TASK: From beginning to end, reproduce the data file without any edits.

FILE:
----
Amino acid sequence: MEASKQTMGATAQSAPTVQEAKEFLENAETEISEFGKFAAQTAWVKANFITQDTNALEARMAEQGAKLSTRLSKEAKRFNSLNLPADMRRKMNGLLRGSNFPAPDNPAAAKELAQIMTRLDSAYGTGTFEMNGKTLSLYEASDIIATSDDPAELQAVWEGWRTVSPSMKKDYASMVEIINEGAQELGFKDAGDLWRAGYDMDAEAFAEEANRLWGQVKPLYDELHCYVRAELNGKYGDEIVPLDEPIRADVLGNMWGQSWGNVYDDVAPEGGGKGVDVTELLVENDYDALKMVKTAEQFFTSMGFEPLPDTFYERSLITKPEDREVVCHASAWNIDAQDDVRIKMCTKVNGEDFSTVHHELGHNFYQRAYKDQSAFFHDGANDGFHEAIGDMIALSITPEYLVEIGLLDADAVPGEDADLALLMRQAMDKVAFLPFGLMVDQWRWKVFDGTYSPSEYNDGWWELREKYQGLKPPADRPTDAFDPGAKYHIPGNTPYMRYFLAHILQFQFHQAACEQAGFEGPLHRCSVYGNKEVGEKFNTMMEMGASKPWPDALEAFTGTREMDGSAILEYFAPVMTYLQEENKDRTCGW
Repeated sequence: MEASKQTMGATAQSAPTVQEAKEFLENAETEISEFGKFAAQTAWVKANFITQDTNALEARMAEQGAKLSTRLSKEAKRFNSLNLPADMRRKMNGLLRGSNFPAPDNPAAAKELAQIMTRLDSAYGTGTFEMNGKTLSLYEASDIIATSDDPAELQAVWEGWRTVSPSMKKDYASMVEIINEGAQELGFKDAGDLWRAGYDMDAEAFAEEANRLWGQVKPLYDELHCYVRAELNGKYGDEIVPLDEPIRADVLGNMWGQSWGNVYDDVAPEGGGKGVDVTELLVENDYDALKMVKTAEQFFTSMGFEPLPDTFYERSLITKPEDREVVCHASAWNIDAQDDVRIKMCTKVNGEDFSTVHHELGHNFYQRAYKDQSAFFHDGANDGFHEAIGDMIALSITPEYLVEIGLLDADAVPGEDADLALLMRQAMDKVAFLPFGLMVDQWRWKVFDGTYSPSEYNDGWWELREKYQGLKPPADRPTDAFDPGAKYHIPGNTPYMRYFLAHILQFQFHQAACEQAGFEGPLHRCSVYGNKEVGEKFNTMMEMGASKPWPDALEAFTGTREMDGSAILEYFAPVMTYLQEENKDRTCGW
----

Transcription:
Amino acid sequence: MEASKQTMGATAQSAPTVQEAKEFLENAETEISEFGKFAAQTAWVKANFITQDTNALEARMAEQGAKLSTRLSKEAKRFNSLNLPADMRRKMNGLLRGSNFPAPDNPAAAKELAQIMTRLDSAYGTGTFEMNGKTLSLYEASDIIATSDDPAELQAVWEGWRTVSPSMKKDYASMVEIINEGAQELGFKDAGDLWRAGYDMDAEAFAEEANRLWGQVKPLYDELHCYVRAELNGKYGDEIVPLDEPIRADVLGNMWGQSWGNVYDDVAPEGGGKGVDVTELLVENDYDALKMVKTAEQFFTSMGFEPLPDTFYERSLITKPEDREVVCHASAWNIDAQDDVRIKMCTKVNGEDFSTVHHELGHNFYQRAYKDQSAFFHDGANDGFHEAIGDMIALSITPEYLVEIGLLDADAVPGEDADLALLMRQAMDKVAFLPFGLMVDQWRWKVFDGTYSPSEYNDGWWELREKYQGLKPPADRPTDAFDPGAKYHIPGNTPYMRYFLAHILQFQFHQAACEQAGFEGPLHRCSVYGNKEVGEKFNTMMEMGASKPWPDALEAFTGTREMDGSAILEYFAPVMTYLQEENKDRTCGW
Repeated sequence: MEASKQTMGATAQSAPTVQEAKEFLENAETEISEFGKFAAQTAWVKANFITQDTNALEARMAEQGAKLSTRLSKEAKRFNSLNLPADMRRKMNGLLRGSNFPAPDNPAAAKELAQIMTRLDSAYGTGTFEMNGKTLSLYEASDIIATSDDPAELQAVWEGWRTVSPSMKKDYASMVEIINEGAQELGFKDAGDLWRAGYDMDAEAFAEEANRLWGQVKPLYDELHCYVRAELNGKYGDEIVPLDEPIRADVLGNMWGQSWGNVYDDVAPEGGGKGVDVTELLVENDYDALKMVKTAEQFFTSMGFEPLPDTFYERSLITKPEDREVVCHASAWNIDAQDDVRIKMCTKVNGEDFSTVHHELGHNFYQRAYKDQSAFFHDGANDGFHEAIGDMIALSITPEYLVEIGLLDADAVPGEDADLALLMRQAMDKVAFLPFGLMVDQWRWKVFDGTYSPSEYNDGWWELREKYQGLKPPADRPTDAFDPGAKYHIPGNTPYMRYFLAHILQFQFHQAACEQAGFEGPLHRCSVYGNKEVGEKFNTMMEMGASKPWPDALEAFTGTREMDGSAILEYFAPVMTYLQEENKDRTCGW